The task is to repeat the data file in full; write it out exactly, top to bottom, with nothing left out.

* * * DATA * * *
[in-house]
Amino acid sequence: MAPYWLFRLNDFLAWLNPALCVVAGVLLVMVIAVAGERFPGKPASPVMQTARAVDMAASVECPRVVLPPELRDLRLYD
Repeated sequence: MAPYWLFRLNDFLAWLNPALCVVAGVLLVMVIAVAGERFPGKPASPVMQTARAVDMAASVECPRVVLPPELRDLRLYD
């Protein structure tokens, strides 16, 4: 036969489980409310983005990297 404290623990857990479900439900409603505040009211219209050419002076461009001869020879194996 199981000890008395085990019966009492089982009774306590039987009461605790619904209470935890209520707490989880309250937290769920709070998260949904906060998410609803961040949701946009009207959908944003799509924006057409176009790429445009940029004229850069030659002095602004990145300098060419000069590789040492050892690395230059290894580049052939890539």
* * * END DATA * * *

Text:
[in-house]
Amino acid sequence: MAPYWLFRLNDFLAWLNPALCVVAGVLLVMVIAVAGERFPGKPASPVMQTARAVDMAASVECPRVVLPPELRDLRLYD
Repeated sequence: MAPYWLFRLNDFLAWLNPALCVVAGVLLVMVIAVAGERFPGKPASPVMQTARAVDMAASVECPRVVLPPELRDLRLYD
């Protein structure tokens, strides 16, 4: 036969489980409310983005990297 404290623990857990479900439900409603505040009211219209050419002076461009001869020879194996 199981000890008395085990019966009492089982009774306590039987009461605790619904209470935890209520707490989880309250937290769920709070998260949904906060998410609803961040949701946009009207959908944003799509924006057409176009790429445009940029004229850069030659002095602004990145300098060419000069590789040492050892690395230059290894580049052939890539």